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RE: What would a screen reader make of this?

From: Charles McCathieNevile <charles@w3.org>
Date: Thu, 14 Jun 2001 11:23:41 -0400 (EDT)
To: Mark Magennis <mark@frontend.com>
cc: <w3c-wai-ig@w3.org>
Message-ID: <Pine.LNX.4.30.0106141116000.17504-100000@tux.w3.org>
800x600 screen resolution is not an acceptable minimum for people who are
using magnified screens - they effectively have much lower resolution (4x
magnification means that a 1024x768 screen only gives 256x192, for example).
Many people seem prepared to accept that they are inaccessible to some
portion of the community, but this does not sit well with the goal of Web

The principle behind the WCAG (and the work at W3C in general) is that you do
not design to a piece of software, you design to a specification, same as the
software vendors do. Then it doesn't matter which tool people choose to use.
For example, I use iCab and Amaya as browsers - iCab has the best HTML
support I have found in any browser, and does things I find particularly
useful like easy zooming and reading the text out loud. I find it
particularly unreasonable to expect people to have either Netscape or
Explorer (even adding Opera, Home Page Reader, iCab, EAID and Lynx to the
list doesn't cut it, although it shows that the complexity of designing to
software is not scalable)

In the case of people with disabilities there are very many specialised tools
that are a small proportion of the total use, but are critical for the
particular users.

Even the best guesses that try to establish facts about particular software
are fairly unreliable I suspect. The kind of rigorous survey that would need
to be done is very rarely undertaken at all, let alone in this field.


Charles McCN

On Thu, 14 Jun 2001, Mark Magennis wrote:

  This raises a sticky issue for designers. What screen reader do you design
  for, and is there a lowest reasonable level of screen reader functionality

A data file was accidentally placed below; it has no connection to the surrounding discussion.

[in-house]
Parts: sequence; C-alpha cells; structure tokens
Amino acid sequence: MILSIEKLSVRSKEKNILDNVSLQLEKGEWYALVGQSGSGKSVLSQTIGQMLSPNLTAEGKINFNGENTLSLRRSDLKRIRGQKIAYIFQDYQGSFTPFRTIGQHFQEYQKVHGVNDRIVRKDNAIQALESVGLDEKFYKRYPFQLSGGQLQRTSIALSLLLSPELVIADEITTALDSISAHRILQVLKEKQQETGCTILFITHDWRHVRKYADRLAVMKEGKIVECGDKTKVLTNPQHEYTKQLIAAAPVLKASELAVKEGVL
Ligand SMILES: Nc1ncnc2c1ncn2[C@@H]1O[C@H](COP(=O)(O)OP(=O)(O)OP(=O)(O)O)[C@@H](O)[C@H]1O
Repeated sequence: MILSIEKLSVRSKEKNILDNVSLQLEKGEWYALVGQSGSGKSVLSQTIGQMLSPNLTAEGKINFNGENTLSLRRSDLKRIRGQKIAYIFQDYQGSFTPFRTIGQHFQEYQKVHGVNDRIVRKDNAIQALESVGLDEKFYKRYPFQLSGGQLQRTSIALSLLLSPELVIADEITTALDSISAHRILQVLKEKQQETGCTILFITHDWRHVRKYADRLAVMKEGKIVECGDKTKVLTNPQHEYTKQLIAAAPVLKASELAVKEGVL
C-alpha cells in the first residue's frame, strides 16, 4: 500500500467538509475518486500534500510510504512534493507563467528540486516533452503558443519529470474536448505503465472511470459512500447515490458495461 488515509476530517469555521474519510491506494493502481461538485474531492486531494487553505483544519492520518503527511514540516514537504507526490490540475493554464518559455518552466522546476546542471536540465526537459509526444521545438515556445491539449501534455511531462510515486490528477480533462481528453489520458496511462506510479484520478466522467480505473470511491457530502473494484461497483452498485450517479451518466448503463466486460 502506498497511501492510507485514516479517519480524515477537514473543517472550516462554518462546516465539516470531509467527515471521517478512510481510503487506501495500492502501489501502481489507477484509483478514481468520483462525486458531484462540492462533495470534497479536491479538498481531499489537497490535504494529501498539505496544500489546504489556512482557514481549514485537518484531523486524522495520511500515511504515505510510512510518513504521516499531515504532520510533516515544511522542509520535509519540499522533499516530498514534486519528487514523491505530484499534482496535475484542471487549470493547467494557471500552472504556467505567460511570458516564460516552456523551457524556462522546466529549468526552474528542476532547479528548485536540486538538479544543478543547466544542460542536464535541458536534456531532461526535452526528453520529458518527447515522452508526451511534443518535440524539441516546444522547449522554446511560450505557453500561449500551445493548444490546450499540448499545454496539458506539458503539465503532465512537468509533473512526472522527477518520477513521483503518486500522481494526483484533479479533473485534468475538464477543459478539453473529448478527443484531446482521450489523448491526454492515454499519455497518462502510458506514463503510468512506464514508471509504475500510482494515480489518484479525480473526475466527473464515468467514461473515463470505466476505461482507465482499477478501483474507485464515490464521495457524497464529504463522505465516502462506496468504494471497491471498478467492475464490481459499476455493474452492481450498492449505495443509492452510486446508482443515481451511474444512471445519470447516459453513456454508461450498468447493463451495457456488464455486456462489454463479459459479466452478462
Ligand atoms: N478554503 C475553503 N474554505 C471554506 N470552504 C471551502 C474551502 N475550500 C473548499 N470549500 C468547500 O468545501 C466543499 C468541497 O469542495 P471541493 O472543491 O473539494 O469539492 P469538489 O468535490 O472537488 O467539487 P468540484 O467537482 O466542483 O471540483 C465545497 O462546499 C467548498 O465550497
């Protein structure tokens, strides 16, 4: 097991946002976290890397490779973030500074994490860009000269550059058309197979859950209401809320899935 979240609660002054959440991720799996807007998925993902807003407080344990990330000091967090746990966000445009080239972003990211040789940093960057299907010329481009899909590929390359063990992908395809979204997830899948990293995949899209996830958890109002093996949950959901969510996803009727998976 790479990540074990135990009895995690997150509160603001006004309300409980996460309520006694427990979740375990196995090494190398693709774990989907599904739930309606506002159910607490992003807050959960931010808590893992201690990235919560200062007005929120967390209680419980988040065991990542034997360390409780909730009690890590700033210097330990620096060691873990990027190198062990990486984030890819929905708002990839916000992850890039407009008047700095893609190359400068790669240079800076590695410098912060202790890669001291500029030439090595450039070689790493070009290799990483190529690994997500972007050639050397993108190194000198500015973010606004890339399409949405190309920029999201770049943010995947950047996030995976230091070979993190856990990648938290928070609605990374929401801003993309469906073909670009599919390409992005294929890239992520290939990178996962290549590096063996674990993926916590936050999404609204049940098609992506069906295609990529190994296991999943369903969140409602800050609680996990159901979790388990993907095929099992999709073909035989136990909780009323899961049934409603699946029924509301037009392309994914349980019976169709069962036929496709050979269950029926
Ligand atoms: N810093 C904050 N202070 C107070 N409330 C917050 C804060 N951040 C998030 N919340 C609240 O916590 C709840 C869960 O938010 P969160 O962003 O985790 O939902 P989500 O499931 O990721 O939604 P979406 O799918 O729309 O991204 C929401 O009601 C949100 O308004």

you can expect you user to have?

  It seems that most designers now accept that it is reasonable to expect
  sighted users to have at least version 4 of Internet Explorer or Netscape
  and at least 800 by 600 screen resolution. Is there some lowest level of
  screen reader capability that is reasonable to expect and, if so, is there
  an actual make and version of screen reader that encapsulates this level?

  Also, are there any statistics available, or even best guesses, about the
  proportion of users who have each make and version of screen reader?


  Mark Magennis
  Head of Usability, Frontend

  > -----Original Message-----
  > From: w3c-wai-ig-request@w3.org [mailto:w3c-wai-ig-request@w3.org]On
  > Behalf Of David Poehlman
  > Sent: 14 June 2001 14:16
  > To: w3c-wai-ig@w3.org; Marjolein Katsma
  > Subject: Re: What would a screen reader make of this?
  > and the screen readers are constantly changing.  There are reviews of
  > screen readers out there from afb and acb radio and others.  Perhaps it
  > might help to gather those resources together in a web page and keep it
  > up to date if it has not been done already.
  > ----- Original Message -----
  > From: "Marjolein Katsma" <access@javawoman.com>
  > To: <w3c-wai-ig@w3.org>
  > Sent: Thursday, June 14, 2001 3:15 AM
  > Subject: RE: What would a screen reader make of this?
  > Yes, I agree. While most screen reader programs have (free, session-time
  > limited) versions you can use for testing, it's a steep learning curve.
  > (And the reboot time to contuinue doesn't help if you can't afford the
  > expense of the full package.)
  > A determined developer can maybe learn one - but testing with all (even
  > the most-used) is just not feasible, unless you're a large company with
  > a testlab and a dedicated person (wo)manning the lab.
  > Of course that makes a list such as this valuable - but then the
  > question becomes: how many developers know about already, and how many
  > would come here to ask questions?
  > At 20:39 2001-06-13 -0400, Jim Tobias wrote:
  > >Hi All,
  > >
  > >Marjolein's queston reminds me of a good idea a corporate
  > >type once asked me.  Why isn't there a real-time screen reader
  > >emulator site?  That is, a site like Bobby wherein one could
  > >enter a URI and hear how it would sound through one or more screen
  > >readers with typical settings.  The learning curve of screen
  > >readers is holding back accessible web design.
  > >
  > >Jim Tobias
  > Marjolein Katsma
  > HomeSite Help - http://hshelp.com/
  > Bookstore for Webmasters - http://hshelp.com/bookstore/bookstore.html

Charles McCathieNevile    http://www.w3.org/People/Charles  phone: +61 409 134 136
W3C Web Accessibility Initiative     http://www.w3.org/WAI    fax: +1 617 258 5999
Location: 21 Mitchell street FOOTSCRAY Vic 3011, Australia
(or W3C INRIA, Route des Lucioles, BP 93, 06902 Sophia Antipolis Cedex, France)
Received on Thursday, 14 June 2001 11:23:53 UTC

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